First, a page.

A Western Buddhist's Travels

Sightseeing & detours on the path of enlightenment

Archive for the tag “Canada”

Daily Prompt: Origin Story

Why did you start your blog? Is that still why you blog, or has your site gone in a different direction than you’d planned?

Photographers, artists, poets: show us BEGINNINGS.

Origin can be  defined as 1. The point at which something comes into existence or from which it derives or is derived. So lets take a trip down memory lane. I started the blog as a way of sharing ideas, posing questions, and hopefully solving a problem or two along the journey.

For those of you who have wondered why the Blog is titled A Western Buddhist’s Travels, and yet the site is keiththegreen.wordpress.com, well here’s the answer. If you look at my page, my tag line is “Sightseeing & detours on the path of enlightenment” so there’s the first clue. The blog was initially called Keith The Green’s Blog, as I definitely try to lead a low environmental impact lifestyle. However as I posted I realized that most of my decisions are based not on being green, but on not doing harm to other beings or the environment. Buddhism and environmentalism go hand in hand quite easily in daily life.

For those who haven’t read Sweet and Sour Cabbage Rolls, my about me page, let’s go back even further into the origin of this blog, before it was even conceived.  I grew up in Western Canada, in a household that mixed East and West. Asian and European, with in the British influenced culture of the 60’s and 70’s when Canada was still a largely homogeneous culture. Multiculturalism was beginning to sprout, the second-growth was just developing. There used to be a joke that to be considered a real town, instead of a village meant you had a Chinese restaurant in your town. Most Canadian cities had a Chinatown, some of which have survived, and others have vanished. Vancouver and Edmonton China-towns were a familiar place to me, growing up.

I was at the first Heritage Days festival in Edmonton 38 years ago this weekend. When the Province of Alberta declared the first Monday in August as a holiday to celebrate our heritage, and for two years a small festival was held at Fort Edmonton Park. Today with over 60 pavilions and over 80 ethnic groups, it draws over 350,000 visitors every year. You have a chance to see performances of singing, dancing, with the traditional clothing from each country. Plus you get to sample delights from every corner of the world. My parents taught me to respect all cultures and religions, while being proud of my heritage. I would always tell people about this great celebration, and encourage anyone to visit at least once. So if you are close enough to Edmonton, Alberta, Canada this weekend, make the trip. However I hereby absolve myself of any weight you gain from sampling the delicious delicacies offered. Admission is for the low price, of a voluntary donation to the food bank.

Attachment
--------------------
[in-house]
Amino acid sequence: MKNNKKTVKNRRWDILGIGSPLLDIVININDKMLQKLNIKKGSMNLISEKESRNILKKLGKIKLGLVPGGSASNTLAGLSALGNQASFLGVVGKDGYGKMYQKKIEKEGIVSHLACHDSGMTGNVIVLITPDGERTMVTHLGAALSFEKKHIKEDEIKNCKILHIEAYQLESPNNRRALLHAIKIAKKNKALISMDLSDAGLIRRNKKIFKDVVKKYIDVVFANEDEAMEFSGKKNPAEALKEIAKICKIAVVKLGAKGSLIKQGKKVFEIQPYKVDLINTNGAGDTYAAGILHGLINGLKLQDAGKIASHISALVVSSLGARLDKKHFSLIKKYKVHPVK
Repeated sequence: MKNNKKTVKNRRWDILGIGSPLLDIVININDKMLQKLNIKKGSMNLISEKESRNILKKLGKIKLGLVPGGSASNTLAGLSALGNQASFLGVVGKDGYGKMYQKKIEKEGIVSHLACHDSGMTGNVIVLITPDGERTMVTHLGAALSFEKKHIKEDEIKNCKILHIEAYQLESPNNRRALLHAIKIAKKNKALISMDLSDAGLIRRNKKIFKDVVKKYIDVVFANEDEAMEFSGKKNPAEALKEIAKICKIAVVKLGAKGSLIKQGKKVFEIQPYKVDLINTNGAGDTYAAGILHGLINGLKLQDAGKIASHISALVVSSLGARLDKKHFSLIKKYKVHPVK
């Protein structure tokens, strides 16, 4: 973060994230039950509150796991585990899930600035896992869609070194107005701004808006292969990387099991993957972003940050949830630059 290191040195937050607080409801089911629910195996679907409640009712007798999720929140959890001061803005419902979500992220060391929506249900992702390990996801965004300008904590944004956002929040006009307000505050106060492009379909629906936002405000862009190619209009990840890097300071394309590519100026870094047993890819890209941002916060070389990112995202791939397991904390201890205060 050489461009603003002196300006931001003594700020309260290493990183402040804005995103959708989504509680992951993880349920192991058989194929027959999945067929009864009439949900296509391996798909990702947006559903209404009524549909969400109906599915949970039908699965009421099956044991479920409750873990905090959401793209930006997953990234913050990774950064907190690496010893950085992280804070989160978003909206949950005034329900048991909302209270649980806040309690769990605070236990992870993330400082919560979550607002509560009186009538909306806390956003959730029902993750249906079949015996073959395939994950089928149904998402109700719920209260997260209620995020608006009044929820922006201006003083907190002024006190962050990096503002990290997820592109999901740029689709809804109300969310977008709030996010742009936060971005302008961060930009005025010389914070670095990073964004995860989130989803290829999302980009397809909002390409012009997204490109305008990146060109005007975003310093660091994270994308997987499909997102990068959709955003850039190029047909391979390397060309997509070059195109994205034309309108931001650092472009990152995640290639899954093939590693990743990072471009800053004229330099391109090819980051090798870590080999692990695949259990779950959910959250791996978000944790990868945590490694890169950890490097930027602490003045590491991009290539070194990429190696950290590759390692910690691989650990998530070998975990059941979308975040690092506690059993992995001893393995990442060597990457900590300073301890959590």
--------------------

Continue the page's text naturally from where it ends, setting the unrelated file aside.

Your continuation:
So you might say the origin of the blog started years before the internet, I just had to wait for the medium to catch up, so I could share the wonderful journey life is. So well the blog’s name has changed, and so does the content, the purpose, and goal has remained the same.

Edmonton Heritage Day’s Website 

For more Origins click below:

http://dailypost.wordpress.com/2013/08/02/daily-prompt-beginnings/

Thinking outside the housing box!

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Cities around the world are struggling with growing populations of homeless individuals and families. Also there is a large number of couch surfers, and young people moving back home, after having lived independently. In some cultures the tradition was to remain at home until marriage, but even that has begun to change in many countries. The challenge is providing a place where these people can live that is affordable.